Both Ukraine and Georgia have major separatist movements within their countries and Ukraine has active war areas around the separatist strongholds. Russia has sent troops into both countries to support Russian interests. This leaves both Georgia and Ukraine unstable and their governments reaching out to NATO and the EU to find some stability perhaps. However, the EU and NATO want countries to be stable before they join.
Proposition Nine: Current stability is not certain to continue- “break a regime: chaos ensues”
Professor O’Loughlin asks, “who do you want to be in charge of Russia’s nuclear arsenal?” Putin, despite all of his issues, is a force for stability. His term as President will end in five years. It is the second of two terms as President. What happens after?
There are several ways his transition from power could happen; he could gracefully retire leaving his successor to lead; he could rule from behind the scenes, he could find a way to get a third ten year term. However the transition happens, the rest of the world will want a stable Russian government.
Professor O’Loughlin hopes that NATO and Russia will find a way to co-exist. Any escalation of the games of chicken that they play on the borders could lead to greater instability. Ultimately, it is to everyone’s benefit to find the middle way that allows Russia to remain stable.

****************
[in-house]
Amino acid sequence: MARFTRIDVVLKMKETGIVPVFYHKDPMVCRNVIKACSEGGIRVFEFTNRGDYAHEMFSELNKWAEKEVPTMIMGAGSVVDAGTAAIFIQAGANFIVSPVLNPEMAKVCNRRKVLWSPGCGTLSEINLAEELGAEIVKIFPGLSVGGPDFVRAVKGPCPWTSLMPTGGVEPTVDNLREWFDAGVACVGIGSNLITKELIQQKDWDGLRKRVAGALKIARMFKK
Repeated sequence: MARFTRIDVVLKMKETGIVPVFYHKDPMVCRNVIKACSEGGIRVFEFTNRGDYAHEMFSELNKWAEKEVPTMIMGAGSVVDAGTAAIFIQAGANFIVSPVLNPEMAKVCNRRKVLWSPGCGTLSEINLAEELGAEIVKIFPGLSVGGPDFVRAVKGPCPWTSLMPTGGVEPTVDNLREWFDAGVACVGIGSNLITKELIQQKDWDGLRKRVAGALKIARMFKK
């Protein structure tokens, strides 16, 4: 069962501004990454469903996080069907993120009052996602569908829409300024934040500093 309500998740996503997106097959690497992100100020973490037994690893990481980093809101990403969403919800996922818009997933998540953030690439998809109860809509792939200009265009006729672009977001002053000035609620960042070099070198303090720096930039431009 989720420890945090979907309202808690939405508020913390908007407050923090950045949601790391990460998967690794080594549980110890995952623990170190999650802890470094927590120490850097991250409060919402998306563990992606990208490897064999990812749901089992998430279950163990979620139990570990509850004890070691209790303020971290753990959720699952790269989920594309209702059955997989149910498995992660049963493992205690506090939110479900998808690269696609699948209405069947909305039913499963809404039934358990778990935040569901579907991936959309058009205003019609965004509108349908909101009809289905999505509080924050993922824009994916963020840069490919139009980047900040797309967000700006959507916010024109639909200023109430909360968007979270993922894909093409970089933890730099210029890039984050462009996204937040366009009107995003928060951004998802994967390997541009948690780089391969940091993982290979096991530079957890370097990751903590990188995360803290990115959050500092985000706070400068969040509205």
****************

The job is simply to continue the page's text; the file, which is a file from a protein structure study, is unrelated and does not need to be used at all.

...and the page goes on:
If you want to find out more about Professor John O’Loughlin, you can see his University of Colorado faculty page by clicking HERE.
If you missed Friday’s meeting, you can still watch Professor O’Loughlin’s presentation by clicking HERE.
And you can watch the rest of Friday’s meeting, including Marty Coffin Evan’s tribute to Boulder Rotarians we lost this year, by clicking HERE.
You can catch up with previous meetings and speakers by clicking on the TV icon below.


Looking to attend a satellite meeting or curious about what social events are going on? Check out our events page to get all the details.



The Yellow Submarine is your place to submit announcements and club happening for the RIB.

Click the submarine, fill out the form as completely as possible, and your submission will be included. All submissions must be in by midnight on Saturday for inclusion in the following Tuesday's edition.


Click the mic, fill out the form, and let the program committee know about the ideas you have for upcoming BRC programs.
Meetings on Fridays at noon
Boulder JCC
6007 Oreg Ave., Boulder

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The Cyber RIB is the official journal of activities for the Rotary Club of Boulder, Colorado U.S.A., chartered on April 1, 1919 as the 455th Rotary Club in the world. The RIB is edited by Cassidy Murphy and Chad Stamm and sends current club information to members and interested parties. Heartfelt thanks to our late distinguished editors Bob Bradfield and Ted Manning, as well as Ron Secrist, Laura Smith, Diana Sherry, and Sue Deans.